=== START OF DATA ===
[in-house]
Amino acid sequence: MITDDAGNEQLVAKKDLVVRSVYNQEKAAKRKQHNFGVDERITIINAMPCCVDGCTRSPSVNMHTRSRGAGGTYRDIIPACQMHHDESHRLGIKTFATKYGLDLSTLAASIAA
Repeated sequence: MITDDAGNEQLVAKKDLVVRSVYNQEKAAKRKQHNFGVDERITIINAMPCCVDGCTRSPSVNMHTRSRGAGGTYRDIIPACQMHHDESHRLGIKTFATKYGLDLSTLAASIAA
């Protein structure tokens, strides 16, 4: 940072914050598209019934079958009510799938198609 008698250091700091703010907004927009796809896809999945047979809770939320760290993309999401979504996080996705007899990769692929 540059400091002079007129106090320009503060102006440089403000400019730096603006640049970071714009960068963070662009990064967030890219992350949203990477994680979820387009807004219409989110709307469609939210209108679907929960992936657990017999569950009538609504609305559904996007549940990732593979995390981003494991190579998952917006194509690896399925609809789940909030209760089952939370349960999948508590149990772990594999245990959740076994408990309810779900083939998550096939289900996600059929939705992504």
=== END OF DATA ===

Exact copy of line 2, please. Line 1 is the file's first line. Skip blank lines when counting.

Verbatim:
Amino acid sequence: MITDDAGNEQLVAKKDLVVRSVYNQEKAAKRKQHNFGVDERITIINAMPCCVDGCTRSPSVNMHTRSRGAGGTYRDIIPACQMHHDESHRLGIKTFATKYGLDLSTLAASIAA